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another name for the North Germanic, or Scandinavian, group of the Germanic subfamily of the Indo-European family of languages (see Germanic languagesGermanic languages,
subfamily of the Indo-European family of languages, spoken by about 470 million people in many parts of the world, but chiefly in Europe and the Western Hemisphere.
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). The modern Norse languages—Danish, Faeroese, Icelandic, Norwegian, and Swedish—all stem from an earlier form of Norse known as Old Norse. Now extinct, Old Norse was the language spoken by the Germanic tribes living in Scandinavia before A.D. 1000. It was first written in runesrunes,
ancient characters used in Teutonic, Anglo-Saxon, and Scandinavian inscriptions. They were probably first used by the East Goths (c.300), who are thought to have derived them from Helleno-Italic writing.
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, some examples of which go back to the 3d cent. A.D., but later the Roman alphabet was used. The earliest extant Old Norse manuscripts in the Roman alphabet are from the 12th cent. Old Norse is also noteworthy as the language of the Eddas and sagas (see Old Norse literatureOld Norse literature,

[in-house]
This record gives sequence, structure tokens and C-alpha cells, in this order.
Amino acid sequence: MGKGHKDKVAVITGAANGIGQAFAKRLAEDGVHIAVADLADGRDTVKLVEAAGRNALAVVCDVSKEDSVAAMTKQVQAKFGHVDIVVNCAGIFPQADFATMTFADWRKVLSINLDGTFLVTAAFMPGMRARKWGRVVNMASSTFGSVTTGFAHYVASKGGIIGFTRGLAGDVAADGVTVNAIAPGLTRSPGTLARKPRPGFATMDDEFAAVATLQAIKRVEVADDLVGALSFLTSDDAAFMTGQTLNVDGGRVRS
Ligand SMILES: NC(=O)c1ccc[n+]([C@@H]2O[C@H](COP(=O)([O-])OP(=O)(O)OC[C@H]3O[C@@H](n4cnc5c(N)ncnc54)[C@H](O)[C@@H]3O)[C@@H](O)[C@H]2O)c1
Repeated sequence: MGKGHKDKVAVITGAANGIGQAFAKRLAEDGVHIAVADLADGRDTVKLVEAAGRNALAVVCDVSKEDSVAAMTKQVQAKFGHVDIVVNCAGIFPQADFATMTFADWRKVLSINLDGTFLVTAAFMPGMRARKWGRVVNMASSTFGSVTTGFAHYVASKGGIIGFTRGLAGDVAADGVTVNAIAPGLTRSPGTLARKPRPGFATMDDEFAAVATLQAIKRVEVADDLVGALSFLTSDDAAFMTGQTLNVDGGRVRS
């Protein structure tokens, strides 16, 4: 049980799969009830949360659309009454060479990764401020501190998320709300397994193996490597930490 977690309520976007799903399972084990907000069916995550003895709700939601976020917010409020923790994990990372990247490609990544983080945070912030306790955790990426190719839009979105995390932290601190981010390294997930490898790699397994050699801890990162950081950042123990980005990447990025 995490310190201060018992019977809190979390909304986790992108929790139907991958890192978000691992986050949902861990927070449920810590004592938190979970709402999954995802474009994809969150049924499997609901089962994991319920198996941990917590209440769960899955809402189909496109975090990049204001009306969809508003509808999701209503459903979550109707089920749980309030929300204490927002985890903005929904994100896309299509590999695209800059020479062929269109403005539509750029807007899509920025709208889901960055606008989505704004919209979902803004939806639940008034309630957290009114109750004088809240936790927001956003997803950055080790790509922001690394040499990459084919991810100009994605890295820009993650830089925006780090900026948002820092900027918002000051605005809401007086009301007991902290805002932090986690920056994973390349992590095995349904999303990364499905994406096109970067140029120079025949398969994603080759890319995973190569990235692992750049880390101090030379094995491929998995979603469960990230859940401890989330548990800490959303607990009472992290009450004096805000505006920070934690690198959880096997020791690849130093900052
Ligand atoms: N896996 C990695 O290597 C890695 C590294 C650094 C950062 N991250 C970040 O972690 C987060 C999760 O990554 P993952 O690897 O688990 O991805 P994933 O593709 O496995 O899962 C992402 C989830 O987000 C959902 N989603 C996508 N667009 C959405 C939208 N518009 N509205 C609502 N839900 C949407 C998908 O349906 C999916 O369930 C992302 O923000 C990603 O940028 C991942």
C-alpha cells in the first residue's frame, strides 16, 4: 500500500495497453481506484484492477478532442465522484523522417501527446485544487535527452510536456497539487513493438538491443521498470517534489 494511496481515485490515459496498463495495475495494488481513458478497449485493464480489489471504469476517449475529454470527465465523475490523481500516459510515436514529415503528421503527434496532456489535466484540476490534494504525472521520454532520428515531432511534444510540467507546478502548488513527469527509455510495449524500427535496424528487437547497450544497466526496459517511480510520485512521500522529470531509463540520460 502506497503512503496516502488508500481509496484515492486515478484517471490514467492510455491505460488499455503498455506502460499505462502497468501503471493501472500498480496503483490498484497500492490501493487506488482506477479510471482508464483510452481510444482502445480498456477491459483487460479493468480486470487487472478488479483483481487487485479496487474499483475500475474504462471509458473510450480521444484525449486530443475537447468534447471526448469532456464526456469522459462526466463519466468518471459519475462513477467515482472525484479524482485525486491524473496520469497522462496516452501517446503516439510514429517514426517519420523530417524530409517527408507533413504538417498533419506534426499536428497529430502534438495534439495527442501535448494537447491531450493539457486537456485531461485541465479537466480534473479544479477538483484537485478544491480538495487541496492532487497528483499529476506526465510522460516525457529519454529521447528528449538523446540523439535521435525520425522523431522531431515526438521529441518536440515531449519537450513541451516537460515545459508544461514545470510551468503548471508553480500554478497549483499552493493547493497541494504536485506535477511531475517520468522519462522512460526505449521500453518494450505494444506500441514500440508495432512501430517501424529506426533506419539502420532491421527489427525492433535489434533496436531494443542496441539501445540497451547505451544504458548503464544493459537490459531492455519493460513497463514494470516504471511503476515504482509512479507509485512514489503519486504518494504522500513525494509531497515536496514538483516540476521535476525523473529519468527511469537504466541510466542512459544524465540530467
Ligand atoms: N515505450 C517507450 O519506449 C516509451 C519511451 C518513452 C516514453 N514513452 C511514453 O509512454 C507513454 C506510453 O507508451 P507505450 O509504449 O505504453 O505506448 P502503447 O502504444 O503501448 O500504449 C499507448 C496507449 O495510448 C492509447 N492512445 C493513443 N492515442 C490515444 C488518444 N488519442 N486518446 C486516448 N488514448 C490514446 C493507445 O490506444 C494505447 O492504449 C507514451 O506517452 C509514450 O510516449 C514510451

the literature of the Northmen, or Norsemen, c.850–c.1350. It survives mainly in Icelandic writings, for little medieval vernacular literature remains from Norway, Sweden, or Denmark.

The Norwegians who settled Iceland late in the 9th cent.
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; Icelandic literatureIcelandic literature,
the literature of Iceland. For the earliest literature of Iceland, see Old Norse literature. Early Writings

With Iceland's loss of political independence (1261–64) came a decline in literature, although the linguistic tradition continued
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See E. V. Garden, An Introduction to Old Norse (2d ed. 1957).


1. of, relating to, or characteristic of Norway
a. the N group of Germanic languages, spoken in Scandinavia; Scandinavian
b. any one of these languages, esp in their ancient or medieval forms
3. the Norse
a. the Norwegians
b. the Vikings